Home Money Caring for Aging Parents, With an Eye on the Broker Handling Their...

Caring for Aging Parents, With an Eye on the Broker Handling Their Savings

27
0

Tracey Dewart faced a daunting task last summer: moving her 84-year-old mother, Aerielle, from her Manhattan apartment to an assisted living facility in Brooklyn. Her mother, who has Alzheimer’s, didn’t want to go, but there was little choice after she was found wandering near her home on the Upper East Side several times.

It was “physically and emotionally a horrible and overwhelming time,” said Ms. Dewart, 58. “It felt like there had been a death in the family as we had to sort through all of my parents’ belongings.”

And she was about to confront another ordeal — one that could serve as a cautionary tale for anyone who helps manage their parents’ money and, more broadly, anyone who does business with an investment broker.

To help pay for her mother’s care, Ms. Dewart relied on an investment account at J.P. Morgan Securities that her 89-year-old father, Gordon, opened at least eight years ago. The account was already paying expenses for Ms. Dewart’s father — who, after two strokes, was living in the residence that his wife was moving to — and for Ms. Dewart’s younger sister, who lives in a community for adults with developmental disabilities.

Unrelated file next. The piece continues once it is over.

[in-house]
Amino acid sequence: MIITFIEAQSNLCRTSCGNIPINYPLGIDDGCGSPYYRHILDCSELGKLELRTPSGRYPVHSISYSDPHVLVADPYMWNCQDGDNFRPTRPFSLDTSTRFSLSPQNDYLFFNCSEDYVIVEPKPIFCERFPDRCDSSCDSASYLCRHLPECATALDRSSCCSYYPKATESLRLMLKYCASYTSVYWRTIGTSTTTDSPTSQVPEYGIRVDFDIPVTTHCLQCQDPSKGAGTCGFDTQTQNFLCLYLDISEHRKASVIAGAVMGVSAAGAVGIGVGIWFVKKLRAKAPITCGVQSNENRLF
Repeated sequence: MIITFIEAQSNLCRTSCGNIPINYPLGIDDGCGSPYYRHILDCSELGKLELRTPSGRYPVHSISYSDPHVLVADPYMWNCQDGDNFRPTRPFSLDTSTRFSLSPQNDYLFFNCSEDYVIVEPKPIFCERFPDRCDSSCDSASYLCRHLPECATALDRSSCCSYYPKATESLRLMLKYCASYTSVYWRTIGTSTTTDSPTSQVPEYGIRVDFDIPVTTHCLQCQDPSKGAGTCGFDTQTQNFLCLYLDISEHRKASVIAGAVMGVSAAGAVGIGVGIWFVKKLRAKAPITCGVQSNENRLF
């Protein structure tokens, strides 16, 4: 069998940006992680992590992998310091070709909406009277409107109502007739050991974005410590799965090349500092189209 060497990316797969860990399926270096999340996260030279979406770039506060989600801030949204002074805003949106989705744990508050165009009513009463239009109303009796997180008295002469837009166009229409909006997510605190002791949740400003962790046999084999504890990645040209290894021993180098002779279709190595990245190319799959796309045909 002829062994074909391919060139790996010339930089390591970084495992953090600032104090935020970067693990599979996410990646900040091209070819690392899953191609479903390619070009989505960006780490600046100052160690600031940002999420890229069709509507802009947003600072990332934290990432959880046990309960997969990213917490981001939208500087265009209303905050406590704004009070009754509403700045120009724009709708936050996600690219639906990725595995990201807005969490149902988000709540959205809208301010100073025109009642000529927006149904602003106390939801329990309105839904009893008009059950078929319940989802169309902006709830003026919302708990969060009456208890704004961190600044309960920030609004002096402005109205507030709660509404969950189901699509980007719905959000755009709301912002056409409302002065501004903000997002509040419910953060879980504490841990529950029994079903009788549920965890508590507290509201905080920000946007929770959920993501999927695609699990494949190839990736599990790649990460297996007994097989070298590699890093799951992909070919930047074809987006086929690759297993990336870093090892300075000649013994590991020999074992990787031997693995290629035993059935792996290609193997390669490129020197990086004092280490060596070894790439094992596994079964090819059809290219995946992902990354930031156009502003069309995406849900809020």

Around the time of her mother’s move, Ms. Dewart noticed what looked like unusual activity in the account, which she and her older sister had overseen for about four years. A closer look revealed that it was down $100,000 in a month.

“My own accounts were rallying, so I thought this was strange,” she said.

She notified the firm that something seemed awry. As someone who does research and policy analysis for a living, she also put her own skills to work.

She pored over piles of statements and trade confirmations, built spreadsheets and traded phone calls and emails with the broker who handled the account, Trevor Rahn, his manager and the manager’s manager. She hired a lawyer and worked with a forensic consultant.

After about six months, she learned that the account, worth roughly $1.3 million at the start of 2017, had been charged $128,000 in commissions that year — nearly 10 percent of its value, and about 10 times what many financial planners would charge to manage accounts that size.

In August 2017 alone, Mr. Rahn had sold two-thirds of the portfolio, or about $822,000, and then reinvested most of the proceeds, yielding about $47,600 in commissions, according to monthly financial statements and an analysis by Genesis Forensic Consulting, the firm Ms. Dewart’s lawyer hired.

LEAVE A REPLY

Please enter your comment!
Please enter your name here